Two, three, four, five nights a week, my parents weren’t home. Sometimes they’d swing by the house between work and the choir and handbell rehearsals that were their avocation. Providing music for several churches in town, they would often attend more than one rehearsal in a single evening. My father conducted, and my mother sang. When it came to bells, my mom would conduct, and my dad would ring. Creating music for communities of faith united them.
At the same time, we kids would be home, rattling around the kitchen looking for food, often hopping in the car to grab a single, no pickles, no tomato.
I thought I liked the independence.
My first car was a Pontiac, a boat of a thing that felt 40-feet long as it swayed across the asphalt. From the day I earned my license – passing the test even though the man scoring it stormed out of the passenger seat after my sixth attempt to parallel park, huffing “I can tell you’re never going to fit into that space!” – I packed the car with friends who, like me, were in search of an invisible something; we called it “fun.” Cruising The Point, hanging out the windows, whipping U-turns, grabbing Whoppers, trying to buy beer, our collective mobility assured us We Had Lives. And if we had lives, We Mattered.
I careened through my teen years, a lack of structure my sole purpose. Attending school, watching soap operas, winging around with friends, trying to fill the belly – the days were a spin of “Go here, go there, go back, go home, go get, find food.”
Direction came only when I turned a slow left towards the pick-up window after yelling at a stranger through an intercom.
Home alone on a Sunday morning, planted two feet from the television screen, sitting on the steamer trunk my grandmother had once taken to Europe, I watched State Fair. During the commercials, I raced to the vanity mirror in the bedroom and pulled my nightgown tightly around my hips, measuring my girth, assuring myself the reflection qualified as “hourglass.” Mostly, I was waiting for my mom to get home from the morning’s services. I was hungry.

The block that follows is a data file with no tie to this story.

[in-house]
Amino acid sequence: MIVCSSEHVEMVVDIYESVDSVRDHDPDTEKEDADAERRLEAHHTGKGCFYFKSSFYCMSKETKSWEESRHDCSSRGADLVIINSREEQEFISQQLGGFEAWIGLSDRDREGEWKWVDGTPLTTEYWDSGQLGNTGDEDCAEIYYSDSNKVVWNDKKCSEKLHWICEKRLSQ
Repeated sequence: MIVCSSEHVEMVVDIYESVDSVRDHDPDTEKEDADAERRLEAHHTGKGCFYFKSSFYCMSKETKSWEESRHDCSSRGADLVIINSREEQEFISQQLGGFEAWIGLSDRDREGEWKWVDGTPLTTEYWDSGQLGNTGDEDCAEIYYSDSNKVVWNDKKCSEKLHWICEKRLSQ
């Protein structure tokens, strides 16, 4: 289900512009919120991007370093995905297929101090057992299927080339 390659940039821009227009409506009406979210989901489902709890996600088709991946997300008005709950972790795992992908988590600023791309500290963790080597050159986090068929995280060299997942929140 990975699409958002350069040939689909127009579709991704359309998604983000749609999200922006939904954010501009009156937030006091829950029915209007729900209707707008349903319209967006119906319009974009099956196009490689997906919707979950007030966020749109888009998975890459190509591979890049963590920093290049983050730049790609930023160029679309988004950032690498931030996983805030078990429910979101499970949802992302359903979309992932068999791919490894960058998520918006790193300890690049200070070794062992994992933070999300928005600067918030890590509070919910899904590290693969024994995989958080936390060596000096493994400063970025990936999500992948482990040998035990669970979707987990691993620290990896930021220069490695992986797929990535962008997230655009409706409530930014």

Much of my parents’ identities was tied up in church. For years, we all attended the Presbyterian church together. Later, our family switched to a Lutheran congregation. A few years after that, my dad moved, seemingly on his own, to a different Lutheran church. Eventually, my mom followed. Collecting churches, they expanded the places where they made music, my mom driving one direction in her car, my dad the other way in his. Occasionally, they’d rendezvous in front of an altar.
By the time I hit fourteen, I knew: when I was sitting in a pew, leafing through the hymnal, sketching out a game of tic-tac-toe on the offering envelope, I floated in a grey limbo, feeding my spirit with something that felt artificial.
Preferring late nights and late mornings, I asserted myself. Outside of holidays, I didn’t want to go to church. This sent a tremor through my parents. Then, shrugging, they focused more hours on ringing and singing.
Uneasily, saliva pooling in my mouth, I stood at the Taco Bell counter next to my dad. If I ordered too much, he might comment on my weight. Hoping it made me smaller, I ordered one crunchy taco and a glass of water.
Perched on a hard, plastic seat, I bit through the shell, my teeth sliding easily through the sloppy fillings. The waxy cheese offered no resistance; the meat plopped onto the paper lining my tray. Deliberately, I pinched it, grasping at every possible bite.
Wadding the empty paper into a ball, I admitted, “That was so good. I could eat more of those.”
Dad’s eyebrows lifted; he was pleased by my appreciation of the food he’d provided. Expansively, he offered, “Well, then, let’s get you another one.”
The food waiting for us under warming lamps lubricated our squeaks, spared us from thinking, sidestepped the trick of a family meal. Unquestionably, going out to eat was a marker of celebration, ease, excitement, socializing, connection.
At the same time, without question, all that was going on inside our bodies – compromised nutrition, stuffing the holes with fries, never having a coordinated plan, lacking energy to make the effort, finding ways to never look each other in the eyes – reflected a festering dysfunction.
I thought we were okay. We were not okay.
“Bleeeech!” I spit the sour milk into the sink. I’d covered the Cheerios until they floated, priding myself on eating something before a hot fudge sundae at lunchtime, only to discover as spoon hit mouth that the milk had gone off.
When I was 15, my nose for rot was still developing. I’d given the carton a cursory sniff before tipping it into a full-on pour. It wasn’t until the cereal was fully saturated that I realized I was shoveling spoilage into my face.
It would take decades before I could perceive decay with any accuracy; decades before I could realize, with a quick whiff, that the milk in the fridge had expired; decades before I stopped trusting my well-being to artificial preservation; decades before chemical-laden food prepared by indifferent minimum-wage workers stopped being the safe choice.
Upstairs, the walls of my sister’s room were painted a sunny yellow; her curtains danced with flowers. The bright décor was deceptive. A more accurate reflection of our collective teenage mood was the basement, where my brother and I lounged in dark wood paneling, tucking our dirty dishes under the plaid couch, occasionally breaking dried clumps of sauce out of the industrial orange carpet.
It was good that my siblings’ bedrooms occupied separate floors, good that we rarely all sat down to a dinner, good to have distance between them. They didn’t much like each other.